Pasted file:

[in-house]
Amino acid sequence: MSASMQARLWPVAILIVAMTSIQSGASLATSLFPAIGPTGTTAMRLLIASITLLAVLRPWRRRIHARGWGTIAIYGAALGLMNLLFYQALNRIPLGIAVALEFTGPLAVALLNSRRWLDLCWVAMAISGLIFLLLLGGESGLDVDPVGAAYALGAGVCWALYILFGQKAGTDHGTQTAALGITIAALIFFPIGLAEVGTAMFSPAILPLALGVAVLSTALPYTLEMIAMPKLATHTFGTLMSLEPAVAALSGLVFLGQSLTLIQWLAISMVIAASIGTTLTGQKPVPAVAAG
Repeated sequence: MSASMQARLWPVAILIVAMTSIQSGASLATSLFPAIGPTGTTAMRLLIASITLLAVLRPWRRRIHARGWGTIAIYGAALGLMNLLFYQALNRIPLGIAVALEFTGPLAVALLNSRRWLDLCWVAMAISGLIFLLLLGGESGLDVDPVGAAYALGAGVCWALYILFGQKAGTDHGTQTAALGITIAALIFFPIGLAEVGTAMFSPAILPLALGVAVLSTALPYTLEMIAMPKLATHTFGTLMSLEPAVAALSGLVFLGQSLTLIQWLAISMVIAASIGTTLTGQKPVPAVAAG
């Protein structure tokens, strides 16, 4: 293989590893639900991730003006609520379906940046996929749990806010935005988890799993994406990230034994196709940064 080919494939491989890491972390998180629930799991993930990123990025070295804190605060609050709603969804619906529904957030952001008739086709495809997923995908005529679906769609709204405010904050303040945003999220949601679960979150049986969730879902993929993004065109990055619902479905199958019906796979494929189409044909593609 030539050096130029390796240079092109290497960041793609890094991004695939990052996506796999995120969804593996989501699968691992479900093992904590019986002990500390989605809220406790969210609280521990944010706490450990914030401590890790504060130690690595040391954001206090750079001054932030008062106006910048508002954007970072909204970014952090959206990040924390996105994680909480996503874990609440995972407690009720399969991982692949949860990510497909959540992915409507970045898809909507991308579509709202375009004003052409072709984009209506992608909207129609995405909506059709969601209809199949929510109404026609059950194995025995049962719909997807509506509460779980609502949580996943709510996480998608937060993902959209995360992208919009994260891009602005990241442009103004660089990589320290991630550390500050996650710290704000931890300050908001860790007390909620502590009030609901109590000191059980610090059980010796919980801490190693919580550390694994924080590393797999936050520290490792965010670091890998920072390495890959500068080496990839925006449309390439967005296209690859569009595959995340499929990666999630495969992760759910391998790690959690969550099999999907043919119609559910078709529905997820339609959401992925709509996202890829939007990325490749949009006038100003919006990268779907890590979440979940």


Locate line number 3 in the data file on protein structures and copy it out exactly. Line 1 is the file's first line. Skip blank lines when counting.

Repeated sequence: MSASMQARLWPVAILIVAMTSIQSGASLATSLFPAIGPTGTTAMRLLIASITLLAVLRPWRRRIHARGWGTIAIYGAALGLMNLLFYQALNRIPLGIAVALEFTGPLAVALLNSRRWLDLCWVAMAISGLIFLLLLGGESGLDVDPVGAAYALGAGVCWALYILFGQKAGTDHGTQTAALGITIAALIFFPIGLAEVGTAMFSPAILPLALGVAVLSTALPYTLEMIAMPKLATHTFGTLMSLEPAVAALSGLVFLGQSLTLIQWLAISMVIAASIGTTLTGQKPVPAVAAG